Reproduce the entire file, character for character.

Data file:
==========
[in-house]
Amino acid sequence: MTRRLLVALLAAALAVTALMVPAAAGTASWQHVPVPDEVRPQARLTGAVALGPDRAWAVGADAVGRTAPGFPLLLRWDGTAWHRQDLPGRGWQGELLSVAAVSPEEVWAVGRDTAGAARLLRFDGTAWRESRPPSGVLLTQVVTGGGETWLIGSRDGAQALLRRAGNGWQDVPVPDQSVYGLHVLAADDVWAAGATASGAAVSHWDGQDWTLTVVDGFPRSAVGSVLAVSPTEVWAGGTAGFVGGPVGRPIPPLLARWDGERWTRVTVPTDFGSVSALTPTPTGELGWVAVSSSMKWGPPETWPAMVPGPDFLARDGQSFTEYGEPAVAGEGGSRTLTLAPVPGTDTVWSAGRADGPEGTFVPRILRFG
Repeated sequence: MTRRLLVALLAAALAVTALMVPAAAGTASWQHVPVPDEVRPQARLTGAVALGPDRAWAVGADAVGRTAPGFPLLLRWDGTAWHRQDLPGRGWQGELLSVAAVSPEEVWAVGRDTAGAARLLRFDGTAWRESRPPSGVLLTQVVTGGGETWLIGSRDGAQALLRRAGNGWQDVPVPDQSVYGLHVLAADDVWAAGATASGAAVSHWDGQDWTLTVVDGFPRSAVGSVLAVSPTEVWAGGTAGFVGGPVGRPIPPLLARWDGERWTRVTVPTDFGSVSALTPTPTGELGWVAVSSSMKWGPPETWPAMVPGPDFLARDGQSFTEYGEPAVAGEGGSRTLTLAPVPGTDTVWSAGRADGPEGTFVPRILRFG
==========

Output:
[in-house]
Amino acid sequence: MTRRLLVALLAAALAVTALMVPAAAGTASWQHVPVPDEVRPQARLTGAVALGPDRAWAVGADAVGRTAPGFPLLLRWDGTAWHRQDLPGRGWQGELLSVAAVSPEEVWAVGRDTAGAARLLRFDGTAWRESRPPSGVLLTQVVTGGGETWLIGSRDGAQALLRRAGNGWQDVPVPDQSVYGLHVLAADDVWAAGATASGAAVSHWDGQDWTLTVVDGFPRSAVGSVLAVSPTEVWAGGTAGFVGGPVGRPIPPLLARWDGERWTRVTVPTDFGSVSALTPTPTGELGWVAVSSSMKWGPPETWPAMVPGPDFLARDGQSFTEYGEPAVAGEGGSRTLTLAPVPGTDTVWSAGRADGPEGTFVPRILRFG
Repeated sequence: MTRRLLVALLAAALAVTALMVPAAAGTASWQHVPVPDEVRPQARLTGAVALGPDRAWAVGADAVGRTAPGFPLLLRWDGTAWHRQDLPGRGWQGELLSVAAVSPEEVWAVGRDTAGAARLLRFDGTAWRESRPPSGVLLTQVVTGGGETWLIGSRDGAQALLRRAGNGWQDVPVPDQSVYGLHVLAADDVWAAGATASGAAVSHWDGQDWTLTVVDGFPRSAVGSVLAVSPTEVWAGGTAGFVGGPVGRPIPPLLARWDGERWTRVTVPTDFGSVSALTPTPTGELGWVAVSSSMKWGPPETWPAMVPGPDFLARDGQSFTEYGEPAVAGEGGSRTLTLAPVPGTDTVWSAGRADGPEGTFVPRILRFG